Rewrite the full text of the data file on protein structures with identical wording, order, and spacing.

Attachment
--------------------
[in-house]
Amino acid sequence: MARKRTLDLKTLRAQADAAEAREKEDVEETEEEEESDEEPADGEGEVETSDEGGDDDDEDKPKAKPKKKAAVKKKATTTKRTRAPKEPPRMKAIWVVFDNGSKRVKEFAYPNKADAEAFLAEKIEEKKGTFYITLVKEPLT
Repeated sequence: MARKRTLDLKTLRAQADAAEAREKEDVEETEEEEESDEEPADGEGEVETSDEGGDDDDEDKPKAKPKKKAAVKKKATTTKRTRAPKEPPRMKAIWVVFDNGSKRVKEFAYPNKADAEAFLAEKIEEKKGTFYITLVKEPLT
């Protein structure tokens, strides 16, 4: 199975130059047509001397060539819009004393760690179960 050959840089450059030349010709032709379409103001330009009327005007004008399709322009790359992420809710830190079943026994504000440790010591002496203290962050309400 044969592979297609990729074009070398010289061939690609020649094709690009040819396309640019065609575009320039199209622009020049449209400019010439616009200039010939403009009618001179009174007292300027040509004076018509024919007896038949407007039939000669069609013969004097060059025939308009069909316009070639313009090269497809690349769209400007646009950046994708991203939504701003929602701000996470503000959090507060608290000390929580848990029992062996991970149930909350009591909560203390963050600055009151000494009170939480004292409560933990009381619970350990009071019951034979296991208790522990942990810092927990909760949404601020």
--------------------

[in-house]
Amino acid sequence: MARKRTLDLKTLRAQADAAEAREKEDVEETEEEEESDEEPADGEGEVETSDEGGDDDDEDKPKAKPKKKAAVKKKATTTKRTRAPKEPPRMKAIWVVFDNGSKRVKEFAYPNKADAEAFLAEKIEEKKGTFYITLVKEPLT
Repeated sequence: MARKRTLDLKTLRAQADAAEAREKEDVEETEEEEESDEEPADGEGEVETSDEGGDDDDEDKPKAKPKKKAAVKKKATTTKRTRAPKEPPRMKAIWVVFDNGSKRVKEFAYPNKADAEAFLAEKIEEKKGTFYITLVKEPLT
């Protein structure tokens, strides 16, 4: 199975130059047509001397060539819009004393760690179960 050959840089450059030349010709032709379409103001330009009327005007004008399709322009790359992420809710830190079943026994504000440790010591002496203290962050309400 044969592979297609990729074009070398010289061939690609020649094709690009040819396309640019065609575009320039199209622009020049449209400019010439616009200039010939403009009618001179009174007292300027040509004076018509024919007896038949407007039939000669069609013969004097060059025939308009069909316009070639313009090269497809690349769209400007646009950046994708991203939504701003929602701000996470503000959090507060608290000390929580848990029992062996991970149930909350009591909560203390963050600055009151000494009170939480004292409560933990009381619970350990009071019951034979296991208790522990942990810092927990909760949404601020």